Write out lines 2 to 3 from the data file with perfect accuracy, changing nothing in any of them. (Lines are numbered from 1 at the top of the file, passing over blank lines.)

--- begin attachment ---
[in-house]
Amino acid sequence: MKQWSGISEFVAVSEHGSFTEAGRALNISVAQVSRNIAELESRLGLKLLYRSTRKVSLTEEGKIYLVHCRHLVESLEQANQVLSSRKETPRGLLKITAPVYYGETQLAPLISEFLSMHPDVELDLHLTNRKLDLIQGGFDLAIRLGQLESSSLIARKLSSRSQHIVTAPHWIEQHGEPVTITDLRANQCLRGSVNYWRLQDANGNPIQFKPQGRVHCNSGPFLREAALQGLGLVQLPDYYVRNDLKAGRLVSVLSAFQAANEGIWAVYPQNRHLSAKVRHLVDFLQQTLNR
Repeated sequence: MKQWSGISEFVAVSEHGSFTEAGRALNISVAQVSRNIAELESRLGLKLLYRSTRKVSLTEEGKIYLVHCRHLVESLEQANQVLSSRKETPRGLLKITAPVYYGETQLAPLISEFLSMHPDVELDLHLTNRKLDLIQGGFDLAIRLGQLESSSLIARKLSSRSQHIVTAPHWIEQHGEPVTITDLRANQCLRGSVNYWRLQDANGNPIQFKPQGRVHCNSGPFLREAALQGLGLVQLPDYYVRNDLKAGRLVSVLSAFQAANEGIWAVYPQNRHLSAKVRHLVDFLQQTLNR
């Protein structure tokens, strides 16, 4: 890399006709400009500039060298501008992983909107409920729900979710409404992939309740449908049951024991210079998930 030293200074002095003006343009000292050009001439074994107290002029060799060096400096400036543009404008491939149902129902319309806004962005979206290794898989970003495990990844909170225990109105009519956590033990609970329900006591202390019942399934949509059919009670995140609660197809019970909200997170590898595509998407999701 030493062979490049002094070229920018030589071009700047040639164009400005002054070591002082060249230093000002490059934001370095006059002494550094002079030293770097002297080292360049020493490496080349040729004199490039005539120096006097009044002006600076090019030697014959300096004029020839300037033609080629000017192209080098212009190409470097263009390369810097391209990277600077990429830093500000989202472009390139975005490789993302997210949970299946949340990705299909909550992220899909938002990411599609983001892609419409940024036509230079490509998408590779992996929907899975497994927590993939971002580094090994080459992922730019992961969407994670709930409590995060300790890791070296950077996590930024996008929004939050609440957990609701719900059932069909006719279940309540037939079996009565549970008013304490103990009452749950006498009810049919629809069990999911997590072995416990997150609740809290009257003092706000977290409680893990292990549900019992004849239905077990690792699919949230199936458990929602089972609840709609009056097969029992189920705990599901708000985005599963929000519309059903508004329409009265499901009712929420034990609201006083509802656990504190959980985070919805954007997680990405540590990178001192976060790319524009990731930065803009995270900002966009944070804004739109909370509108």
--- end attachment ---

Amino acid sequence: MKQWSGISEFVAVSEHGSFTEAGRALNISVAQVSRNIAELESRLGLKLLYRSTRKVSLTEEGKIYLVHCRHLVESLEQANQVLSSRKETPRGLLKITAPVYYGETQLAPLISEFLSMHPDVELDLHLTNRKLDLIQGGFDLAIRLGQLESSSLIARKLSSRSQHIVTAPHWIEQHGEPVTITDLRANQCLRGSVNYWRLQDANGNPIQFKPQGRVHCNSGPFLREAALQGLGLVQLPDYYVRNDLKAGRLVSVLSAFQAANEGIWAVYPQNRHLSAKVRHLVDFLQQTLNR
Repeated sequence: MKQWSGISEFVAVSEHGSFTEAGRALNISVAQVSRNIAELESRLGLKLLYRSTRKVSLTEEGKIYLVHCRHLVESLEQANQVLSSRKETPRGLLKITAPVYYGETQLAPLISEFLSMHPDVELDLHLTNRKLDLIQGGFDLAIRLGQLESSSLIARKLSSRSQHIVTAPHWIEQHGEPVTITDLRANQCLRGSVNYWRLQDANGNPIQFKPQGRVHCNSGPFLREAALQGLGLVQLPDYYVRNDLKAGRLVSVLSAFQAANEGIWAVYPQNRHLSAKVRHLVDFLQQTLNR